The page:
Further features and advantages will become apparent from the following detailed description taken in conjunction with the accompanying drawings.
FIG. 1 is a top view of a fishing tool constructed in accordance with the invention;
FIG. 2 is a longitudinal view showing the inside surface of one moulded half of the tool;
FIG. 3 is a longitudinal view showing the inside surface of the other moulded half along with some inner parts of the tool;
FIG. 4 is a side elevation of the tool constructed in accordance with the invention, which view also shows a fishing hook clamped in one end;
FIG. 5 is a bottom view of the tool of FIG. 4;
FIG. 6 is a transverse cross-section taken along the line VI--VI of FIG. 4;
FIG. 7 is a transverse cross-section taken along the line VII--VII of FIG. 4;
FIG. 8 is a transverse cross-section taken along the line VIII--VIII of FIG. 4;
FIG. 9 is a transverse cross-section taken along the line IX--IX of FIG. 4;
FIG. 10 is a transverse cross-section taken along the line X--X of FIG. 4;
FIG. 11 is a detail side view showing the initial step of tying a line to a hook;
FIG. 12 is a detail side view showing the next step of forming a series of loop around the shank of the hook;
FIG. 13 is a detail side view showing the third step of passing the line around the long arm of the line holding member;
FIG. 14 is a detail view showing the manner in which the knot is tied when more than one hook is being tied to the fishing line; and
FIG. 15 is a detail view showing how a knot can be tied in a fishing line above the hook.
A preferred form of fishing tool 10 constructed in accordance with the invention is illustrated in detail in FIGS. 1 to 5 of the drawings. A primary function of this tool is to serve as a fish hook sneller or, in other words, a device for tying a fishing line to a fish hook or fishing fly. The tool 10 includes a support body 12 which, in the illustrated preferred embodiment is elongate and sized to be held in one hand of a user. Also, the preferred support body is constructed from two half sections 14 and 16 which are detachably connected together. According to a preferred construction, these half sections are made of moulded plastic and can be constructed in such a manner that the overall tool is able to float in water. Preferred plastics for these half sections are low density polyethylene or polypropylene. These sections can be made with a hollowed core with air being inserted into the mould as they are formed. Preferably the half sections 14 and 16 are snapped together by the use of snap connectors 18 and 20 which are illustrated in cross-section in FIGS. 7 and 10. Each snap fastener per se is of standard construction and includes an enlarged protuberance 19 at the end of a short stem, which protuberance snaps snugly into a round recess 21.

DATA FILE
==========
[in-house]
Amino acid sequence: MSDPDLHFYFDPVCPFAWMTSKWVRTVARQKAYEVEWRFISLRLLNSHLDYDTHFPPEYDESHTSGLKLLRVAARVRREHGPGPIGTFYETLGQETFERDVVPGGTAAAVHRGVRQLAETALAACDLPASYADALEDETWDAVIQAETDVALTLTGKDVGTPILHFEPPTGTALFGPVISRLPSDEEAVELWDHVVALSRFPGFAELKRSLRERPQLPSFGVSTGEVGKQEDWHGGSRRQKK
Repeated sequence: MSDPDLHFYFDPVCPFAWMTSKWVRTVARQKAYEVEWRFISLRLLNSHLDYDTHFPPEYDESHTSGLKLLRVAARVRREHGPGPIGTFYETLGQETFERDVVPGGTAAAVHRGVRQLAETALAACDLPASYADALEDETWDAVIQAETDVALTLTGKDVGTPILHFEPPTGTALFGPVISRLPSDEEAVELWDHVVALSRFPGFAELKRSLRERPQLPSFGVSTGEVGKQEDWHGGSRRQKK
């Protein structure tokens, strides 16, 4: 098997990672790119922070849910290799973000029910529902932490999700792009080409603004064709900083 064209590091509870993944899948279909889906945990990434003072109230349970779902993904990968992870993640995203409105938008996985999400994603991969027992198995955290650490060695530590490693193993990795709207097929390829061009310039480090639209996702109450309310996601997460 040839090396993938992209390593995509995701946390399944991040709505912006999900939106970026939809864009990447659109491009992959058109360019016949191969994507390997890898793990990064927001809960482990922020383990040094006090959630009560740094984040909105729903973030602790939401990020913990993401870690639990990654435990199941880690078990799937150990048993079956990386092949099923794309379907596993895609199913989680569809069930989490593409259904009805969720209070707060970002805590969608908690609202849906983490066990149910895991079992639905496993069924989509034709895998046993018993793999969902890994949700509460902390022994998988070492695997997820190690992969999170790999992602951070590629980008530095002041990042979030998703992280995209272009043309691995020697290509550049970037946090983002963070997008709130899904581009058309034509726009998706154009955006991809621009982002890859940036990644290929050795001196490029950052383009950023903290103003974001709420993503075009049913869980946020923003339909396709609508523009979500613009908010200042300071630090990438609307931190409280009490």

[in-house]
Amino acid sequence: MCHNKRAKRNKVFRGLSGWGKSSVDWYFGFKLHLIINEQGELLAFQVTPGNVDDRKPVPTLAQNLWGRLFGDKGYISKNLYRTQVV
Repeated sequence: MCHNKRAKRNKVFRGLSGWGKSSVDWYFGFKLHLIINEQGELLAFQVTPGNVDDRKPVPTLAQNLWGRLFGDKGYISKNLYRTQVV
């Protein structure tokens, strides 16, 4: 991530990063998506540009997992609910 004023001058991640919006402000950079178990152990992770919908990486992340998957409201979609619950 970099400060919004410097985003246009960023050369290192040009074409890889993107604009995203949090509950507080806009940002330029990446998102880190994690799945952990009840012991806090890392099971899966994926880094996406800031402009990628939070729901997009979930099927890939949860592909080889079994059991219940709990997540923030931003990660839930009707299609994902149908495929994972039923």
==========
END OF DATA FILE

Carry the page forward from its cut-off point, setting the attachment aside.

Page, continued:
The preferred tool includes a hook holding mechanism 23 provided on the support body 12 and adapted to engage a section of a fish hook 25. The holding mechanism 23 is provided by flexible, adjacent end sections 27 and 29 of the support body. A hook receiving slot 52 is formed between these end sections which are at a narrow front end 50 of the support body. The size of the slot and therefore the clamping force on the fish hook is adjustable by means of a threaded clamping device 31 which is able to draw together the adjacent ends of the half sections 14 and 16. The clamping device 31 preferably includes a serrated knob 54 which can be turned with a user's finger and thumb. The knob, which can also be made of plastic, is mounted on the end of a non-rotatable stud or bolt 56 which is pressed into a hole 58 opposite the knob 54. The knob 54 is threaded onto this stud and is rotatable with respect to same in order to widen or narrow the slot 52.